A sacrament is a Christianrite recognized as of particular importance and significance. There are various views on the existence and meaning of such rites. Many Christians consider the sacraments to be a visible symbol of the reality of God, as well as a means by which God enacts his grace. Many denominations, including the Catholic, Anglican, Lutheran, Methodist, and Reformed, hold to the definition of sacrament formulated by Augustine of Hippo: an outward sign of an inward grace that has been instituted by Jesus Christ. Sacraments signify God's grace in a way that is outwardly observable to the participant.
Some traditions do not observe any of the rites, or hold that they are simply reminders or commendable practices that do not impart actual grace—not sacraments but "ordinances" pertaining to certain aspects of the Christian faith.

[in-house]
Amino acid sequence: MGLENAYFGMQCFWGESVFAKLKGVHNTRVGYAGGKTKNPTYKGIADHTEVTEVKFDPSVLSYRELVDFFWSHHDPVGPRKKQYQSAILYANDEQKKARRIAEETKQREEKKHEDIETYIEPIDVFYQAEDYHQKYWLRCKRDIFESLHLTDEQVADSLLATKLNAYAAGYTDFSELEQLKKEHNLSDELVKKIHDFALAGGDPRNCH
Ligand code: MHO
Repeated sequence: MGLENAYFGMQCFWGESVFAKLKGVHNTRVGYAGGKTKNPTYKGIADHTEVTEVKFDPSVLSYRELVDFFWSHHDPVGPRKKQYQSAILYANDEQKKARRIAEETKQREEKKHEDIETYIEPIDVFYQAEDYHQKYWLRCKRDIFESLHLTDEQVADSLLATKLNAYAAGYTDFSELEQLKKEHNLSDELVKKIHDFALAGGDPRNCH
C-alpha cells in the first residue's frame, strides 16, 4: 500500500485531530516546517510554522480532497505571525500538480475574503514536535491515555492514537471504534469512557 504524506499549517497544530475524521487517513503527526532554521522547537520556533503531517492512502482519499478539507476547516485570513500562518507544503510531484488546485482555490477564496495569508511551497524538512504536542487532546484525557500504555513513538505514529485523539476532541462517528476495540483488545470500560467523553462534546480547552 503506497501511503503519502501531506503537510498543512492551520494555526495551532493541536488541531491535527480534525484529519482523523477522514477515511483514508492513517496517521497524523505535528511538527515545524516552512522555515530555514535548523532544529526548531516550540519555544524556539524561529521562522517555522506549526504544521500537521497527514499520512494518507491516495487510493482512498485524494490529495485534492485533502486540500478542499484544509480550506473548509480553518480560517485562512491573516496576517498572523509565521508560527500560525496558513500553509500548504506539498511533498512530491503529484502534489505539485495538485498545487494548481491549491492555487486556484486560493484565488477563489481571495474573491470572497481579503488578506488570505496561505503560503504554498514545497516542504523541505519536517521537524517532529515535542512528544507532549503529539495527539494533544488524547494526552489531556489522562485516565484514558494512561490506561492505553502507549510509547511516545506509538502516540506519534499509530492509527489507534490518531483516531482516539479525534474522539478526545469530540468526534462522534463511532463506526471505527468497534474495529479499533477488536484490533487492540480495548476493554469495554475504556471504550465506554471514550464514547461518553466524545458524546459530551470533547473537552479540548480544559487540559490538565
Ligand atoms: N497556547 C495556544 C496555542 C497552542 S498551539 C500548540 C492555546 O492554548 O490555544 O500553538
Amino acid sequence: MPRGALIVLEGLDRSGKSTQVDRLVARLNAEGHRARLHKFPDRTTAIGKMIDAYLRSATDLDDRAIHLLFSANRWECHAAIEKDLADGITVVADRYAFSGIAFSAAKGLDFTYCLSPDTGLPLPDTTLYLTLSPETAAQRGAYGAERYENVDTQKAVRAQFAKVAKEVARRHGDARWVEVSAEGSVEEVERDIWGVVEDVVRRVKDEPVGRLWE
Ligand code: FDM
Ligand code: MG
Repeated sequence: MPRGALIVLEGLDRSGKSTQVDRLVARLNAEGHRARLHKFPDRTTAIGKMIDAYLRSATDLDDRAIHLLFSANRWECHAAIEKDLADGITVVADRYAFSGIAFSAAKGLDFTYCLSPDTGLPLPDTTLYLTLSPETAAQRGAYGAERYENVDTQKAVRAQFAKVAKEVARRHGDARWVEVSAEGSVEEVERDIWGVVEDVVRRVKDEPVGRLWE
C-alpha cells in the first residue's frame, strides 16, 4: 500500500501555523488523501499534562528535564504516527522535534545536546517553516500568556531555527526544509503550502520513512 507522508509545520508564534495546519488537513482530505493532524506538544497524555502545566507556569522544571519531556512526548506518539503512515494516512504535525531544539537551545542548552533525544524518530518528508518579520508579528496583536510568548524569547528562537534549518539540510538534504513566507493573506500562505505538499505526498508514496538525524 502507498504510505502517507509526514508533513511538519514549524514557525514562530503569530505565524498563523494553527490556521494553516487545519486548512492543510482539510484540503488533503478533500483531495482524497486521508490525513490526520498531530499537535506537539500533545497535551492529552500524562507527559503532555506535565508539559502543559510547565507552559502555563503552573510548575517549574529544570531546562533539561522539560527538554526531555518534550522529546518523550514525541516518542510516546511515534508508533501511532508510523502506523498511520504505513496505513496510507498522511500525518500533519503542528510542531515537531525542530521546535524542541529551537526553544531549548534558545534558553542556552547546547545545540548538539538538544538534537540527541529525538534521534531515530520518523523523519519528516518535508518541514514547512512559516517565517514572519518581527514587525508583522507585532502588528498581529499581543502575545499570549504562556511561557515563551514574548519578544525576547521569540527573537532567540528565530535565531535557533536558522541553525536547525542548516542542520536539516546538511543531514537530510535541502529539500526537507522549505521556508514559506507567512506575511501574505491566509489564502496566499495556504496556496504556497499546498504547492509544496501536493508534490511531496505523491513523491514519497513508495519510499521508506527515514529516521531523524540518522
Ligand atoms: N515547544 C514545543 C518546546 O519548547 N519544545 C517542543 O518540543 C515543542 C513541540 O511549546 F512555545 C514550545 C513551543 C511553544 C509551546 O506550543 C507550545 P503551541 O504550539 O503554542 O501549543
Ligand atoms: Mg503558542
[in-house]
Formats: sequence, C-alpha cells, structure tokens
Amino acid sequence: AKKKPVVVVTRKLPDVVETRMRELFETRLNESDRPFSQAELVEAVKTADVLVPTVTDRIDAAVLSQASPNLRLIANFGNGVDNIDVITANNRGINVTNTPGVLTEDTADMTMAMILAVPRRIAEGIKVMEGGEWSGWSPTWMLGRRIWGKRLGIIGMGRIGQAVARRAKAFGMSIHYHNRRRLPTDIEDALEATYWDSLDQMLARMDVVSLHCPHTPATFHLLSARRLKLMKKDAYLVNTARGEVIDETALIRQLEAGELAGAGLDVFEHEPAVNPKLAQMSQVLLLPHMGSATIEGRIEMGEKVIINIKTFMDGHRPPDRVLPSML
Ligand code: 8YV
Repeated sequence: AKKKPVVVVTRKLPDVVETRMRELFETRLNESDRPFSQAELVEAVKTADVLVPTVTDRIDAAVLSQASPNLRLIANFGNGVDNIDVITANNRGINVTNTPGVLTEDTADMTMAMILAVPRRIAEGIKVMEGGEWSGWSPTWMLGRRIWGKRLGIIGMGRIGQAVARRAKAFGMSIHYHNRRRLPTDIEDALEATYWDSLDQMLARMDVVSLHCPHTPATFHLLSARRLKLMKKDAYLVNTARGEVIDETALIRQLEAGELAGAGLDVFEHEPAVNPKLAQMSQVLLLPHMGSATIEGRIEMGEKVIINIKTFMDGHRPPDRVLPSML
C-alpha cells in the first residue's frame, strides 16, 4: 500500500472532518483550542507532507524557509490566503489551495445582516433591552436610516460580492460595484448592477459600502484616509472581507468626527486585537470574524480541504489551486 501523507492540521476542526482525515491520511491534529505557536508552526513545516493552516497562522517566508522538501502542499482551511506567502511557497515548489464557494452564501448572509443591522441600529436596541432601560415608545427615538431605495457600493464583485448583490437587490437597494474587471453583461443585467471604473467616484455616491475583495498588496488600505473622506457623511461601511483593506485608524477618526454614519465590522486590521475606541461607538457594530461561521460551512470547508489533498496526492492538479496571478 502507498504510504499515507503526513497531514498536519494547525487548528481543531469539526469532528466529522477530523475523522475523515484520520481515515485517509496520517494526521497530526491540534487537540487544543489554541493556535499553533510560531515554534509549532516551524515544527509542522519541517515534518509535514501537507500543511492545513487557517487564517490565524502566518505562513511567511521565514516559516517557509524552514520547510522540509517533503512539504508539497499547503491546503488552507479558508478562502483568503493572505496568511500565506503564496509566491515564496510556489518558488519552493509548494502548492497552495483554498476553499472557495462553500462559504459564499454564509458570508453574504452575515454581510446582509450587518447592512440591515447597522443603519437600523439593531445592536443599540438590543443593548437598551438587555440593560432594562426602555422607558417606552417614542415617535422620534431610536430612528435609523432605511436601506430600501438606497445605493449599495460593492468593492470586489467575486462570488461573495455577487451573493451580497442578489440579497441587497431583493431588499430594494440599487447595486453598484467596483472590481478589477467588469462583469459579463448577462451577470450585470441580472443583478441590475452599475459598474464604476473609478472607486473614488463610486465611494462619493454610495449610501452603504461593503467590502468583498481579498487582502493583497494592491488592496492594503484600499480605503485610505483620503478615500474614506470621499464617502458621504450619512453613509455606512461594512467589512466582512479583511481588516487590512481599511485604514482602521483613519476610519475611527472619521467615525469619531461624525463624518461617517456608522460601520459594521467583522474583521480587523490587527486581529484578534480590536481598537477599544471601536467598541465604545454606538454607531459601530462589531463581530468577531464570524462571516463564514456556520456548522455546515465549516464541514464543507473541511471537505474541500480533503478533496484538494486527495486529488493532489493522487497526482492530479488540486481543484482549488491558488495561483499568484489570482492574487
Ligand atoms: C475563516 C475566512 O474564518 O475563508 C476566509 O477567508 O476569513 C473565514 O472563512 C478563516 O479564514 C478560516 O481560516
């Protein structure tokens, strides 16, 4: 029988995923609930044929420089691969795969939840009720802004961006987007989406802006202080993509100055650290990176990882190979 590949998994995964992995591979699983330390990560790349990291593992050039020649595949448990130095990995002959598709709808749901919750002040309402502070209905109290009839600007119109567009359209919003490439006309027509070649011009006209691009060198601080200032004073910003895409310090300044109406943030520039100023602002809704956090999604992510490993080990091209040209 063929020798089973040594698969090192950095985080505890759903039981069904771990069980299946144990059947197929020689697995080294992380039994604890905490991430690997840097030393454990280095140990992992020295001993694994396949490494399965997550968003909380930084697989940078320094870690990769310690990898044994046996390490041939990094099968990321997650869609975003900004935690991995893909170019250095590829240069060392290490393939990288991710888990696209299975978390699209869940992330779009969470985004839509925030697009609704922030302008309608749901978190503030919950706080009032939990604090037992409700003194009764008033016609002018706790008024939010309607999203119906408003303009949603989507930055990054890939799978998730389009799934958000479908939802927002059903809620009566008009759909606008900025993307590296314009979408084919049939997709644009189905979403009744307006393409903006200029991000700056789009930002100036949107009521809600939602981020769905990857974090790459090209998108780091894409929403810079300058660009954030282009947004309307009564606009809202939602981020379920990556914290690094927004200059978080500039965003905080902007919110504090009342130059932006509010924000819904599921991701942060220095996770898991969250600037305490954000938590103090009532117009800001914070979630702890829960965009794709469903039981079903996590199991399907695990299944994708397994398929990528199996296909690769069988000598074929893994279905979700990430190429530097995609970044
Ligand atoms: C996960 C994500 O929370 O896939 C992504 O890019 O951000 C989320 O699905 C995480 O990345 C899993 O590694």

The English word "sacrament" is derived indirectly from the Ecclesiastical Latinsacrāmentum, from Latin sacrō ("hallow, consecrate"), from sacer ("sacred, holy"). This in turn is derived from the Greek New Testament word "mysterion". In Ancient Rome, the term meant a soldier's oath of allegiance, and also a sacred rite. Tertullian, a 3rd-century Christian writer, suggested that just as the soldier's oath was a sign of the beginning of a new life, so too was initiation into the Christian community through baptism and Eucharist.